The facts:

This is a project running across eight districts in Bangladesh. These districts have a high number of people affected by leprosy and of those many have a disability as a result of delayed treatment. By strengthening community level health systems we hope to detect cases of leprosy at an earlier stage so that fewer people have to endure the debilitating effects of a leprosy disability.

This project began on the 1st April 2016 and will continue for the next three years until March 2019. It is actually a second phase of a larger programme that we have run across these same districts that focused on strengthening the National Leprosy Elimination Programme (NLEP).

The aim:

We aim to train government health workers and our community champions to equip them with the skills they need to detect leprosy and we he hope that through this further access to leprosy screening we will increase awareness. This should lead to a reduced number of children, women and men who then have to live with a disability because of leprosy.

What exactly are we doing?

In this project we are working hard to find those that are living a life affected by leprosy. One of the ways we are doing that is by strengthening the healthcare systems that are already in place. That means training government health centre staff to detect the signs of leprosy and involving people within communities who have been affected by leprosy themselves. These community champions lead our leprosy awareness campaigns and are able to share their own experiences with community members showing that there is treatment and contracting leprosy doesn’t have to mean a life of isolation.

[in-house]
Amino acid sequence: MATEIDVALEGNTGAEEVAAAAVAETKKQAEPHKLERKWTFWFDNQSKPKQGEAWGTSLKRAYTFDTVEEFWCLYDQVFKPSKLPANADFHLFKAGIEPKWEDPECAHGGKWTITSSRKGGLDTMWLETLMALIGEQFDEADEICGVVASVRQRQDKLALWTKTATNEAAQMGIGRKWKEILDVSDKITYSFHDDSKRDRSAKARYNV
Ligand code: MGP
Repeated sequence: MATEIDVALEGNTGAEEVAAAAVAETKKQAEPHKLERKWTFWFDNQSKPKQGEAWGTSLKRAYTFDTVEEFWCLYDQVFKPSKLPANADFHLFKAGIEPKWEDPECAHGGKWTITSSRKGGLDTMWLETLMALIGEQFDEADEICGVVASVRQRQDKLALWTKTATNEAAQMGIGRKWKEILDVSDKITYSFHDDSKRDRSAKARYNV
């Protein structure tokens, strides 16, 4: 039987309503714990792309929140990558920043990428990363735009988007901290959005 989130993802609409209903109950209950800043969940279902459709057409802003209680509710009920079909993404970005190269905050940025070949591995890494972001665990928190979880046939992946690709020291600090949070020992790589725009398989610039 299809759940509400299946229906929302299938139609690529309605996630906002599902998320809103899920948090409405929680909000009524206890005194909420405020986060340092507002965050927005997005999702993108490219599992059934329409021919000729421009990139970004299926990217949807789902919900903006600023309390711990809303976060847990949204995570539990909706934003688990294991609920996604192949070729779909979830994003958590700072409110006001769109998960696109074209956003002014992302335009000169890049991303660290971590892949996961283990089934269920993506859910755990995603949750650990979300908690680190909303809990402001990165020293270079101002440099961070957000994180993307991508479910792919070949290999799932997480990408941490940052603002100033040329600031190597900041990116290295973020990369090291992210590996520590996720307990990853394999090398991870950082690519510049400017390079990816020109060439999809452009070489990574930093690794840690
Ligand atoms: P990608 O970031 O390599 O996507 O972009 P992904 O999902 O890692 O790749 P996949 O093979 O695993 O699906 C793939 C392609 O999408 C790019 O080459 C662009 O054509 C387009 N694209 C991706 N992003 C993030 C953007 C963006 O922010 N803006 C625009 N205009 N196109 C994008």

This project follows on from an initial programme we ran from January 2013 until December 2015. Strengthening the country’s programme to eliminate leprosy meant working with other organisations that tackle leprosy. Together we were able to strengthen the integration of leprosy detection and treatment into the healthcare services given at sub-district level. This second phases builds upon that work and strengthens healthcare services at the village level.

The figures:

  • Around 35,848 people (1,800 girls; 2,700 boys; 12,960 women; 18,388 men) will benefit directly from this project
  • 30,000 of these people will be those we find that may have leprosy and that we can help by referring them for diagnosis
  • 1,648 government health staff will be impacted by this project through training
  • As will 4,200 community champions

How can you help?

There are also many ways you can get involved with our projects in Bangladesh and help us in training staff. Just £13 could train a community champion to recognise symptoms of leprosy and that skill could prevent someone from living a lifetime with a disability.